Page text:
REVIEW: Eight + Sand Kitchen in South End
Steps from a light rail stop, the spot's menu does most everything right, and its mimosa is—dare we say—perfect
SIX MONTHS AGO, I sold my Honda Civic to reduce my carbon footprint. Now I use the light rail to commute, the bus to get to the airport and outlying neighborhoods, and my feet or bike to fill the gaps. (I’ll confess to ordering a fair amount of rideshares, too.)
The greatest challenge in all of this, though, is dining out. So many of my favorite Charlotte-area restaurants aren’t accessible via public transportation—looking at you, Kindred and Heirloom—and even more take two-plus bus connections to reach.
“Now approaching New Bern Station,” a robotic voice says as the Blue Line train slows to a stop in South End. I look out the window, see white patio furniture tucked under a sign for Eight + Sand written in script lettering, and hop out.
Inside, the café is as bright as this sunny December morning, with crisp white subway tiles, natural wood tabletops, and floor-to-ceiling windows. An L-shaped counter includes a full-service bar on one side and a station to order meals on the other.
I scan the menu and decide to split the breakfast bowl ($7.95) and the shakshuka ($9.95) with a friend. I order a mimosa ($8) for myself. After I take a number, I find a seat beneath string lights and next to some house plants with vines climbing down a bookcase. “Here Comes the Sun” plays softly in the background as a server arrives with my mimosa.
An effective test of a brunch menu, I think, is its basic mimosa. It’s the same reason I always order Bolognese at an Italian-American restaurant first; if the restaurant can’t get that right, best to not order anything else. Any restaurant can serve a mimosa, but it takes a certain level of care to make a memorable one.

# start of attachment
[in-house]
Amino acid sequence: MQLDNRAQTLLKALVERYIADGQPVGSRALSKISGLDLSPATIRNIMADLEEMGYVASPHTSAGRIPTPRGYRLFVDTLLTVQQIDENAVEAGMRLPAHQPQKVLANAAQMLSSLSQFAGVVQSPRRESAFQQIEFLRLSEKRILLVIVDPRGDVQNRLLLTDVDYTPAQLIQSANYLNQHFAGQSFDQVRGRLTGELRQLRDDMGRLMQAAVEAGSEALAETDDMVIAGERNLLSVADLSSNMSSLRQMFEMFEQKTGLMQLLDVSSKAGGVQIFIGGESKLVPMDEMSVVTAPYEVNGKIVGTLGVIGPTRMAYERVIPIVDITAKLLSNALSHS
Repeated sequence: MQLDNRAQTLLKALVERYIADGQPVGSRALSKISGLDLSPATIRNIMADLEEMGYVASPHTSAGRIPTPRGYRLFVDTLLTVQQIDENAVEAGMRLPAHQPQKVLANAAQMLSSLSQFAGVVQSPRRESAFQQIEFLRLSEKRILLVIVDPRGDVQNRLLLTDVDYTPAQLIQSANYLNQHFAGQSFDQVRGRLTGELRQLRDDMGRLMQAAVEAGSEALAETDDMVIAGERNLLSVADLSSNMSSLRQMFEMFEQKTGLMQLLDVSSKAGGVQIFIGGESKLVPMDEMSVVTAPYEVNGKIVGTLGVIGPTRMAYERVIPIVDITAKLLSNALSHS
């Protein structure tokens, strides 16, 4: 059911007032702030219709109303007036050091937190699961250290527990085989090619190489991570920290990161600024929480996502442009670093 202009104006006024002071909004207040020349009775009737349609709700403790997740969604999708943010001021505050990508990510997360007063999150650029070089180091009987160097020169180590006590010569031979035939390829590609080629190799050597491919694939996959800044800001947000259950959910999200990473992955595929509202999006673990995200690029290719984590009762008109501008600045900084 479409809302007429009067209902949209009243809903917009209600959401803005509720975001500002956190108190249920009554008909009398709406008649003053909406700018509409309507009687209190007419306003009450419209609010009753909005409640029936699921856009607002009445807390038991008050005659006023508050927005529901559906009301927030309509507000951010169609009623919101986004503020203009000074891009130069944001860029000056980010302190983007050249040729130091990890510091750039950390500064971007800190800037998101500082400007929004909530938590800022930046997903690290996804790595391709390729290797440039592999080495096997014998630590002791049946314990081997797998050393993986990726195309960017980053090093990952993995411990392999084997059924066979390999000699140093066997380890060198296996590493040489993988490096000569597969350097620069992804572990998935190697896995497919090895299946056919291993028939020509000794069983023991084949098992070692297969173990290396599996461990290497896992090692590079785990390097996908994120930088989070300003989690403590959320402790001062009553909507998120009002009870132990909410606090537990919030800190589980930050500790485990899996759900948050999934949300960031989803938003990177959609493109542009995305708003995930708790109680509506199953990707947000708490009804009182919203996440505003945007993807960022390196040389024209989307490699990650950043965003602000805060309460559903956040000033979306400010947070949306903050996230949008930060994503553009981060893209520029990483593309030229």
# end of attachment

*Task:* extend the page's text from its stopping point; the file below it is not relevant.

This mimosa comes in a wine glass with a sizable pour—no measly flute fills here. It’s about 85 percent Champagne and 15 percent freshly squeezed orange juice, light and delicate and dangerously delicious. I could have ordered four more; I didn’t drive, after all.
Three familiar restaurateurs are behind Eight + Sand Kitchen: Inizio Pizza owner Grant Arons and Not Just Coffee co-owners James and Miracle Yoder. Both establishments are known for their attention to detail in even pizza and coffee.
Once our food arrives, I nab a crunchy potato “crunk” from the breakfast bowl and dip it in a vibrant parsley pesto sauce. The rest of the bowl is filled with an over-medium egg, sliced avocado, and sautéed kale, onions, and peppers. Each ingredient satisfies on its own, but if you can get a bit of everything in one bite, that’s where the dish shines. I soon run out of the parsley pesto sauce, though, which makes the dish a tad dry.
Next is the shakshuka, a tomato-and-egg stew from the Maghreb, Mediterranean, and Middle East. It’s a common breakfast in Israel, where I first had it. When I returned to Charlotte, I tried to make it at home, but I always cooked the eggs too long. The eggs should be poached and added to the top of the stew only at the end of the cooking process. Eight + Sand’s shakshuka succeeds where mine failed. The eggs are runny and ooze into the tomato blend with hints of paprika, cumin, and cayenne. I dip sourdough bread—made from flour Eight + Sand mills in house—into the stew.
On subsequent visits, I try more dishes. The pastrami sandwich ($12.95) is stuffed with tender house-cured beef, and the vegan banh mi ($9.95) balances tangy pickled daikon with rich hoisin-glazed seitan. I’ve tried almost everything from the glass pastry case, too: croissants and cruffins, a hybrid between croissants and muffins. But I keep coming back to that perfect—yup, I said it—mimosa.
As I finish my meal, I keep an eye outside to see if the light rail is approaching. The name of the restaurant is fitting given its location next to New Bern Station; the term “eight and sand” was once used by train crews to say safe travels and farewell.
I hear the rattle and static of the train before I see it. I dash out the door, looking back as I run out to wave goodbye to my friend.
EMMA WAY is the outgoing editor of this magazine.